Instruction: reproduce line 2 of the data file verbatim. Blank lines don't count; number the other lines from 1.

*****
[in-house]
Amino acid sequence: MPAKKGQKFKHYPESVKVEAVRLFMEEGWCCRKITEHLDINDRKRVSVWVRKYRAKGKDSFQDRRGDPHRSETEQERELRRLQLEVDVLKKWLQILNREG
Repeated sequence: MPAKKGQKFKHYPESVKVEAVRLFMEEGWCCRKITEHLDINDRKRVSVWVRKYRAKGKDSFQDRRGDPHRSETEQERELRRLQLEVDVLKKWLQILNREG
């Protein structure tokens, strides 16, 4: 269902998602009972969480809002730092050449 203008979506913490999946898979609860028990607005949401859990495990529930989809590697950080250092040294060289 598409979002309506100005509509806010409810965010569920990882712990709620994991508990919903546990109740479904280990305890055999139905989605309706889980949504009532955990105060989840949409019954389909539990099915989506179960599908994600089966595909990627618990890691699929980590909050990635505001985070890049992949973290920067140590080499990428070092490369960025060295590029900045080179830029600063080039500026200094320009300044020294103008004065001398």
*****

Amino acid sequence: MPAKKGQKFKHYPESVKVEAVRLFMEEGWCCRKITEHLDINDRKRVSVWVRKYRAKGKDSFQDRRGDPHRSETEQERELRRLQLEVDVLKKWLQILNREG